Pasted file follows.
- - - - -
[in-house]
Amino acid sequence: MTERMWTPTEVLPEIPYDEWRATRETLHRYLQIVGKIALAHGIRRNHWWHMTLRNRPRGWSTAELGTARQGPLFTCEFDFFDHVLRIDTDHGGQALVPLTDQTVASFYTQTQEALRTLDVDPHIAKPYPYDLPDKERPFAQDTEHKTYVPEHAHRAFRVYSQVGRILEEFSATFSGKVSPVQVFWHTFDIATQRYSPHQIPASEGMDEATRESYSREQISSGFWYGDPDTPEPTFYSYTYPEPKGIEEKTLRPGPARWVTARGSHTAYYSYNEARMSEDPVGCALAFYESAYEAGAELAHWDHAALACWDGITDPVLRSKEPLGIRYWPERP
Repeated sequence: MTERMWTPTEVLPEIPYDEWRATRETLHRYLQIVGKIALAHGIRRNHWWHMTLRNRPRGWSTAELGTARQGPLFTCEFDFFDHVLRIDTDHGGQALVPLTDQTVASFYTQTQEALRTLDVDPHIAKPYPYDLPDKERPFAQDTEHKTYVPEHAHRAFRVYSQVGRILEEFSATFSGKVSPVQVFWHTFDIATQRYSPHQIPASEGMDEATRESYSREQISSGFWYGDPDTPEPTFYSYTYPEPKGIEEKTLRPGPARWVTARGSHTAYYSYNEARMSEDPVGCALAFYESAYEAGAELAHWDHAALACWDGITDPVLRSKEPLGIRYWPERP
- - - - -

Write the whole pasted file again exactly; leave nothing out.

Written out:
[in-house]
Amino acid sequence: MTERMWTPTEVLPEIPYDEWRATRETLHRYLQIVGKIALAHGIRRNHWWHMTLRNRPRGWSTAELGTARQGPLFTCEFDFFDHVLRIDTDHGGQALVPLTDQTVASFYTQTQEALRTLDVDPHIAKPYPYDLPDKERPFAQDTEHKTYVPEHAHRAFRVYSQVGRILEEFSATFSGKVSPVQVFWHTFDIATQRYSPHQIPASEGMDEATRESYSREQISSGFWYGDPDTPEPTFYSYTYPEPKGIEEKTLRPGPARWVTARGSHTAYYSYNEARMSEDPVGCALAFYESAYEAGAELAHWDHAALACWDGITDPVLRSKEPLGIRYWPERP
Repeated sequence: MTERMWTPTEVLPEIPYDEWRATRETLHRYLQIVGKIALAHGIRRNHWWHMTLRNRPRGWSTAELGTARQGPLFTCEFDFFDHVLRIDTDHGGQALVPLTDQTVASFYTQTQEALRTLDVDPHIAKPYPYDLPDKERPFAQDTEHKTYVPEHAHRAFRVYSQVGRILEEFSATFSGKVSPVQVFWHTFDIATQRYSPHQIPASEGMDEATRESYSREQISSGFWYGDPDTPEPTFYSYTYPEPKGIEEKTLRPGPARWVTARGSHTAYYSYNEARMSEDPVGCALAFYESAYEAGAELAHWDHAALACWDGITDPVLRSKEPLGIRYWPERP